Bush speaks for a whopping nine minutes. Vice President Cheney likes to shoot Ducks, he quips. He thanks Ducks owner Henry Samuelli for bringing his pretty teenage daughters along. (Inappropriate?) He jokes with NHL Commissioner Gary Bettman. “Mr. Commissioner, this isn’t the first time we’ve been together like this,” he says. “It will probably be the last.” And, in perfect W. fashion, manages to seamlessly link hockey to War through Ducks GM Brian Burke’s visit to Camp Pendleton with the Cup. Very quickly, the President wraps up his remarks, and with a final God Bless, he and the Ducks are gone.
Some of the players reappear moments later in the driveway in front of the West Wing, an area referred to as “the stake-out.” They give the customary “what a great experience” remarks. But, during the perfunctory patriotic applause following Bush’s remarks about supporting the troops, I had noticed him tapping Niedermayer’s elbow and whispering in his ear, so I ask Scott about it.
“Apparently the President is a cyclist, and he heard I’m a big mountain biker. So, he said if I’m ever in town…..,” Niedermayer’s voice trails off. “But really, I have no idea what that means.”
Neither do I, Scotty. But have fun with that.
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And this is the account she wrote for the next issue of the magazine. But we don’t have a lot of space in there, so it was chop, chop, chopped to fit. This version is more fun …
AMIDST THE PANDEMONIUM in the East Room of the White House – 300 invited guests are packed between its gilded walls – Lord Stanley’s great silver Cup sits on a table in front of a full-length portrait of George Washington. The father of the United States looks like he’s gesturing at the Stanley Cup with his right hand, his face set in grim admiration, as if he may have actually given a rat’s ass about Canada’s game. But if he didn’t, the current George W. certainly does, at least for the nine minutes on Feb. 6 that he has the Stanley Cup Champion Anaheim Ducks riding the risers behind him.
It’s hockey-hair meets pomp and circumstance; President Bush in his straight navy-blue suit, flanked by Scott Niedermayer’s shocking pink tie and fifth-Beatle hair, Teemu Selanne’s Paris Hilton spray-tan, and, smack in the middle of the back row, George Parros’ Dirk Diggler moustache.
Bush makes a joke – Vice President Cheney has some history shooting Ducks, if you recall – then acknowledges Anaheim Mayor Curt Pringle, California Congressman Ed Royce and the entire Northern Virginia Ice Dogs mite hockey team. Ducks’ Owner Henry Samueli and NHL Commissioner Gary Bettman are in the front row, too. Bush thanks Samuelli for coming, then nods at his pretty blonde daughters and thanks him for bringing the girls. “Mr. Commissioner, this isn’t the first time we’ve been together like this,” President Bush says to Bettman. “It will probably be the last,” perhaps bemoaning the absence of term limits for professional sports commissioners.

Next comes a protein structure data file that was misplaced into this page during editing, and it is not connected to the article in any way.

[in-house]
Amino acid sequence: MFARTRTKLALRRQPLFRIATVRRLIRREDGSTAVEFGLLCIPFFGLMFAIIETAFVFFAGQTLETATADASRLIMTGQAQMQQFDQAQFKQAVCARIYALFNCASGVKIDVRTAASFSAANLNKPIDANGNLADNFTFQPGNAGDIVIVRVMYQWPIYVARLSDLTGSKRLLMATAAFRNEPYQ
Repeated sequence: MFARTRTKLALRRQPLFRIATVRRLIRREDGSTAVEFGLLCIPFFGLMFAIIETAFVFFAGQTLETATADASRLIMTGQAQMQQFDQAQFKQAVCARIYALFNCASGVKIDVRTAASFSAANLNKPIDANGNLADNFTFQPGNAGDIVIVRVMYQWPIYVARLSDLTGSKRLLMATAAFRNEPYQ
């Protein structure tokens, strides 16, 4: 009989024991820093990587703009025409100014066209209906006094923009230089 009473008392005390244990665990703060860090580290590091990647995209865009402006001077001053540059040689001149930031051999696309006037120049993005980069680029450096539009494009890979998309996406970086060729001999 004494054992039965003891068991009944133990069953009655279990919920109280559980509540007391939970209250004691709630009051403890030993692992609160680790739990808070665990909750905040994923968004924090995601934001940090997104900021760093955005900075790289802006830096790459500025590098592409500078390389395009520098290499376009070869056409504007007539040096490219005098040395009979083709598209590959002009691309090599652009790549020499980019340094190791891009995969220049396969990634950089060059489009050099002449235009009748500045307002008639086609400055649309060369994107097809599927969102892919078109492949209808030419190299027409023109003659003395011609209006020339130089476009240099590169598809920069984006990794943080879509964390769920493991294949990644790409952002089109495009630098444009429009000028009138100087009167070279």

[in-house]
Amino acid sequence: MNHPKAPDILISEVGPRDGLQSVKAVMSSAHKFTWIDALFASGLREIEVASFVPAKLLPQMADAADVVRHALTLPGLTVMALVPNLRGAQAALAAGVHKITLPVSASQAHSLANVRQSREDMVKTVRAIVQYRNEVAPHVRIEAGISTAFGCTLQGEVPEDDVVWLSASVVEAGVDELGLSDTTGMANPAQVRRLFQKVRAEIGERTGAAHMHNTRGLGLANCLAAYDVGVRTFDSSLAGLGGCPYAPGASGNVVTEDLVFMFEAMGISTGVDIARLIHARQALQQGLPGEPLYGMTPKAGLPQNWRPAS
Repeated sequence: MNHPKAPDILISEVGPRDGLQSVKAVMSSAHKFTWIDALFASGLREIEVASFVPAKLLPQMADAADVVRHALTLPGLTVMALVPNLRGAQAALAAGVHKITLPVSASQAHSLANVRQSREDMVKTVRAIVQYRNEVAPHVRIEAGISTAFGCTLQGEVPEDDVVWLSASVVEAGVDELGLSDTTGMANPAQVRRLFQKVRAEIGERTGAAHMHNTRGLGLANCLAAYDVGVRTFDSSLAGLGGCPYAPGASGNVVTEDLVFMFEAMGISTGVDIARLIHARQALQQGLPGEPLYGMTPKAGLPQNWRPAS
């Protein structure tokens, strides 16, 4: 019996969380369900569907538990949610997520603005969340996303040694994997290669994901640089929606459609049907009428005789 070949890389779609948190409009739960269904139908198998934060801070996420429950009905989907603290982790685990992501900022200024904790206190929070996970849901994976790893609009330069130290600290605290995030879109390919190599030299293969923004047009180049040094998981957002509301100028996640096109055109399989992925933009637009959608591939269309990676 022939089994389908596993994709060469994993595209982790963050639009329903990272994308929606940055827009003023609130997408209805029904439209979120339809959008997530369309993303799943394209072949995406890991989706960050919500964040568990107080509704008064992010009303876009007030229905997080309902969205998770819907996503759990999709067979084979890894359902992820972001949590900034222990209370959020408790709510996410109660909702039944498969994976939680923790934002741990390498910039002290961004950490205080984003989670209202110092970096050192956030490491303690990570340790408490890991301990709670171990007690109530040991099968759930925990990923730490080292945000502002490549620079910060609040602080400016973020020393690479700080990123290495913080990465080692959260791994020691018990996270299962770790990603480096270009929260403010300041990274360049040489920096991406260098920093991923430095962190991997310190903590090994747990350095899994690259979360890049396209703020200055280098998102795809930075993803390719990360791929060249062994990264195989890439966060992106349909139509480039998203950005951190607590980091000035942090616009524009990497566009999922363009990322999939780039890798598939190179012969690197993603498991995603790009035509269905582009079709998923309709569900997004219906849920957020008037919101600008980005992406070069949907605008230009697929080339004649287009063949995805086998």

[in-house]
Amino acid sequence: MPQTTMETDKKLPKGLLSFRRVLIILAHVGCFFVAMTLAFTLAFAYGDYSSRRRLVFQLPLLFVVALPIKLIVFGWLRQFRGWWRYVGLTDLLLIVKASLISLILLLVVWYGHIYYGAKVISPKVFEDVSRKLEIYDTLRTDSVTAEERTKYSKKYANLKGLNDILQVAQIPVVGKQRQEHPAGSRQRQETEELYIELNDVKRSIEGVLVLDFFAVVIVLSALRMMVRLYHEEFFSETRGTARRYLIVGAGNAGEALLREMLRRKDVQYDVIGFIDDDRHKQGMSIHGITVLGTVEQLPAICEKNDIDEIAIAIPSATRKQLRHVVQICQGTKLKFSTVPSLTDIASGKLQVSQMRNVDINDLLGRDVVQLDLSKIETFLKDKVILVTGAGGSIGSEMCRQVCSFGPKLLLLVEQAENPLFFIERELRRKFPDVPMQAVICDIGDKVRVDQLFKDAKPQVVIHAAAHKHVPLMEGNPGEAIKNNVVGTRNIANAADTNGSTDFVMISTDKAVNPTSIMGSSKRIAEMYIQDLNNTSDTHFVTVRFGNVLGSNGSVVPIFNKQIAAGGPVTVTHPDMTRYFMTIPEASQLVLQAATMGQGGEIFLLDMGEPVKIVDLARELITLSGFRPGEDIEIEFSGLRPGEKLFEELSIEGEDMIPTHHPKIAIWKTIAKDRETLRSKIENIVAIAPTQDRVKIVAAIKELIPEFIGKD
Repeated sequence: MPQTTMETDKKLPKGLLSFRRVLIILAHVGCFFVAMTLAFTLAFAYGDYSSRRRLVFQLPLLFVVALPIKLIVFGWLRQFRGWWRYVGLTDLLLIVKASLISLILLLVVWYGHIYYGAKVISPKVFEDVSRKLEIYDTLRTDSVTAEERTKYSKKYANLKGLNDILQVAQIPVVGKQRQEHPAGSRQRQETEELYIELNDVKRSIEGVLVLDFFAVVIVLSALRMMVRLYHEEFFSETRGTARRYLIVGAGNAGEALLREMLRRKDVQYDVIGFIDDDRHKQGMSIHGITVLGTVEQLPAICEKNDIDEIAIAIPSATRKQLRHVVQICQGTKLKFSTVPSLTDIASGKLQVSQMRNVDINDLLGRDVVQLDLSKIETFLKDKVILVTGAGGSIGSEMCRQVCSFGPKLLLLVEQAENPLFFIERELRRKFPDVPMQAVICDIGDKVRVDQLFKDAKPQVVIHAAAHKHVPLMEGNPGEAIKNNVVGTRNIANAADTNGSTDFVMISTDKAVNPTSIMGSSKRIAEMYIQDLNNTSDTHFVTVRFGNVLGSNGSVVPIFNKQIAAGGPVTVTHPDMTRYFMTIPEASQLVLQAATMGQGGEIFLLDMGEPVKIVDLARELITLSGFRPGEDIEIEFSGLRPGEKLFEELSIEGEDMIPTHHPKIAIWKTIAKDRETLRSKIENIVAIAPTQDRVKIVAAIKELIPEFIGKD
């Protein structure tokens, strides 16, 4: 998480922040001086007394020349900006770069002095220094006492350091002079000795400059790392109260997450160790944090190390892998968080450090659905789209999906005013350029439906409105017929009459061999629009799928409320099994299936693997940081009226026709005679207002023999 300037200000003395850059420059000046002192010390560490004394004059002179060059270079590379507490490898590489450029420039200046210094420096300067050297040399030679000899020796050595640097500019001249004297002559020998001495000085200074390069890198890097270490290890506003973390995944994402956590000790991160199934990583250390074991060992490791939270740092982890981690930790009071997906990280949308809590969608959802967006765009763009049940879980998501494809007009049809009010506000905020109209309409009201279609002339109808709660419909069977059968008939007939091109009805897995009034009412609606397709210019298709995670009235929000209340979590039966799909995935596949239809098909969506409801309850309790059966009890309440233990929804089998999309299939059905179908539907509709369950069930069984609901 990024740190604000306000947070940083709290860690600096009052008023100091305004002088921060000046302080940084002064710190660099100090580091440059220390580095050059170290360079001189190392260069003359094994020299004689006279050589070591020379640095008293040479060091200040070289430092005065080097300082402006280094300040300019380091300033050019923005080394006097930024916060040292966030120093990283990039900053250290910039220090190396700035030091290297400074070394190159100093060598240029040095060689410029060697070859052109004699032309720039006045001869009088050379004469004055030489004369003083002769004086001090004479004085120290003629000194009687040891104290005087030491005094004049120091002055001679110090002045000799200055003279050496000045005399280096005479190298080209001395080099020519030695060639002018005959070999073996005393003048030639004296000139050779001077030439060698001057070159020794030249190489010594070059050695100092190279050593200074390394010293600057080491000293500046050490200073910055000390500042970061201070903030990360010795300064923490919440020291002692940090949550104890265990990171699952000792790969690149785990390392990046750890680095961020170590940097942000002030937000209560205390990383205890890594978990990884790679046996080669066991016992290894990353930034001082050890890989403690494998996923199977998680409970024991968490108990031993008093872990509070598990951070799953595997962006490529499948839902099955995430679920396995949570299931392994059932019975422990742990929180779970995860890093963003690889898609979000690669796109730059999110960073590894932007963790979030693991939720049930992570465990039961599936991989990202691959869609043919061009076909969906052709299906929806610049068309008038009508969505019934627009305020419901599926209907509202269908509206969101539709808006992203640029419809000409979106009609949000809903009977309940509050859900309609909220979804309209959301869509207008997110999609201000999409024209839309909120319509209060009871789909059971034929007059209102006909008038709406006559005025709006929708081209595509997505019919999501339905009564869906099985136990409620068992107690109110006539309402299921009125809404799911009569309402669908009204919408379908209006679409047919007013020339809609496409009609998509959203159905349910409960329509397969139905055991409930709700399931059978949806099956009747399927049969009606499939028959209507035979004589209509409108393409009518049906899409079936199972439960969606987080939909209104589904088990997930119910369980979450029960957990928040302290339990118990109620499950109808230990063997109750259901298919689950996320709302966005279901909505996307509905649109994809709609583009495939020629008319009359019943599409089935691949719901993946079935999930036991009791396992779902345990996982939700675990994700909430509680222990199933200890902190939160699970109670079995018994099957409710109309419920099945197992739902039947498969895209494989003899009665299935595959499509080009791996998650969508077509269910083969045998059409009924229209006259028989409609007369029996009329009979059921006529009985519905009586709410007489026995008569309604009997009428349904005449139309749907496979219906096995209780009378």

Visible surprise registers on defenseman Sean O’Donnell’s face when the President mentions that O’Donnell’s lab, Buddy, ate dog food out of the Stanley Cup; O’Donnell merely shook W’s hand after the Ducks’ hour-long tour of the White House, so the President’s staffers have clearly done their homework. Unlike President Clinton before him, who once spent an entire day with the Superbowl Champion Cowboys, Bush’s interaction with the Ducks was brief. Then the President got serious. He notes that Ducks GM Brian Burke took the Cup to Camp Pendleton. “He knows what I know,” President Bush said, in a tape-to-tape pass from hockey to war. “America is incredibly lucky to have brave men and women volunteer in the face of danger to serve our country.” It goes without saying that Burke is luckier to have Selanne and Niedermayer back on the ice.
During the ensuing patriotic applause, Bush turns, taps Niedermayer’s elbow, and says something in the playoff MVP’s ear. And with a final God Bless, the Ducks are gone, leaving the crowd to file out of the East Room to the sounds of the U.S. Army Band; they’re in the lobby, under the massive crystal chandelier, just like they were on every episode of The West Wing, minus C.J.
Later, Niedermayer, Selanne, Burke and Ducks Captain Chris Pronger appear in the driveway in front of the West Wing, know as the “stake-out area.” There are snipers on the White House roof and black-clad men trolling the grounds with automatic rifles, but the full-dress Marine that had previously been guarding the door to the West Wing has disappeared; the President is no longer inside. “What a great experience,” Niedermayer said. But Scott, what did the President tell you? “I guess he’s a cyclist, and he heard I’m a big mountain biker, so he said, if I’m ever in town….,” Niedermayer’s voice trails off, and he shrugs. “But I have no idea what that means.”